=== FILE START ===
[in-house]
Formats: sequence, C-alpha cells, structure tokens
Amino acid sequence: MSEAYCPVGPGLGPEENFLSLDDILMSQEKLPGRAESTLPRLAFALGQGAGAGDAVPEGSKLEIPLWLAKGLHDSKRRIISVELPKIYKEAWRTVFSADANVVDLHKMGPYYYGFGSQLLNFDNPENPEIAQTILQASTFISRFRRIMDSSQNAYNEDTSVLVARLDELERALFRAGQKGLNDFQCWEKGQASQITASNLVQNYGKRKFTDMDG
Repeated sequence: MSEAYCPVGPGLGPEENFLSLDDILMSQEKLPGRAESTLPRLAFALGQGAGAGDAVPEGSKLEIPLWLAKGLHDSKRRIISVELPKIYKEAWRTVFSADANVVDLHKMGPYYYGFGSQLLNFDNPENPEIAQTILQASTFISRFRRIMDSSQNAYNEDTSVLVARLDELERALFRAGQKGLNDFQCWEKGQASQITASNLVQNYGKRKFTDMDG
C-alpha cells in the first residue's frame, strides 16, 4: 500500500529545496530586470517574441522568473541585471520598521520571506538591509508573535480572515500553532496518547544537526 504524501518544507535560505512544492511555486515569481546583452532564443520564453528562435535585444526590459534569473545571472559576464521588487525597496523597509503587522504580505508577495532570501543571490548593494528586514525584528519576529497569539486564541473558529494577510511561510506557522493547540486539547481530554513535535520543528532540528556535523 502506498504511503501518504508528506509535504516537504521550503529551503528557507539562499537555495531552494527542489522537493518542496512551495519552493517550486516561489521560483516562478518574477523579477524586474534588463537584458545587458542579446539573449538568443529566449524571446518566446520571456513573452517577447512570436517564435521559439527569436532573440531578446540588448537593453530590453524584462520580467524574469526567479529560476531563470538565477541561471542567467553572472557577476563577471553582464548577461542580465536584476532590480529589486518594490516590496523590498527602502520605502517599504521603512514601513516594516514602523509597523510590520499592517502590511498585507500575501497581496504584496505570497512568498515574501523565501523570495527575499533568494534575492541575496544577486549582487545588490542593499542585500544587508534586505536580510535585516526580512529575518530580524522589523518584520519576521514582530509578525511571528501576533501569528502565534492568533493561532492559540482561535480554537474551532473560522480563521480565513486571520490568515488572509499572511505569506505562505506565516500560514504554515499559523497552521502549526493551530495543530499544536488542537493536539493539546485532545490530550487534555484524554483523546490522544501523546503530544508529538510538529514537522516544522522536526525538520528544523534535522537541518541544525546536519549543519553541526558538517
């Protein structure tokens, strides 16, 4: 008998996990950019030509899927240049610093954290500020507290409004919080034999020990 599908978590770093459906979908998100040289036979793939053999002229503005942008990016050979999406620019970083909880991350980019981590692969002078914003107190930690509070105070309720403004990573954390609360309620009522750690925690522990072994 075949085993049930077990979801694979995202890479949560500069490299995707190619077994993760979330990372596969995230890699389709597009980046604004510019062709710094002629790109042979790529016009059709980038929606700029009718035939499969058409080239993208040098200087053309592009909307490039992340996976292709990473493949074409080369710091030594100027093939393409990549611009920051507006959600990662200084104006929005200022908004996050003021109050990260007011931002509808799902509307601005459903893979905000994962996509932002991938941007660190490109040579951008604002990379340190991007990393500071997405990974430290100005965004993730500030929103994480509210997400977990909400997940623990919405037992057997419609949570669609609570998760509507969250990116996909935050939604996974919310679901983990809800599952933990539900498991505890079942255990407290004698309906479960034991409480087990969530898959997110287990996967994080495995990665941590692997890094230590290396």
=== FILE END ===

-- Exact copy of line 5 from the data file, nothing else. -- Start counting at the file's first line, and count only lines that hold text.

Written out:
C-alpha cells in the first residue's frame, strides 16, 4: 500500500529545496530586470517574441522568473541585471520598521520571506538591509508573535480572515500553532496518547544537526 504524501518544507535560505512544492511555486515569481546583452532564443520564453528562435535585444526590459534569473545571472559576464521588487525597496523597509503587522504580505508577495532570501543571490548593494528586514525584528519576529497569539486564541473558529494577510511561510506557522493547540486539547481530554513535535520543528532540528556535523 502506498504511503501518504508528506509535504516537504521550503529551503528557507539562499537555495531552494527542489522537493518542496512551495519552493517550486516561489521560483516562478518574477523579477524586474534588463537584458545587458542579446539573449538568443529566449524571446518566446520571456513573452517577447512570436517564435521559439527569436532573440531578446540588448537593453530590453524584462520580467524574469526567479529560476531563470538565477541561471542567467553572472557577476563577471553582464548577461542580465536584476532590480529589486518594490516590496523590498527602502520605502517599504521603512514601513516594516514602523509597523510590520499592517502590511498585507500575501497581496504584496505570497512568498515574501523565501523570495527575499533568494534575492541575496544577486549582487545588490542593499542585500544587508534586505536580510535585516526580512529575518530580524522589523518584520519576521514582530509578525511571528501576533501569528502565534492568533493561532492559540482561535480554537474551532473560522480563521480565513486571520490568515488572509499572511505569506505562505506565516500560514504554515499559523497552521502549526493551530495543530499544536488542537493536539493539546485532545490530550487534555484524554483523546490522544501523546503530544508529538510538529514537522516544522522536526525538520528544523534535522537541518541544525546536519549543519553541526558538517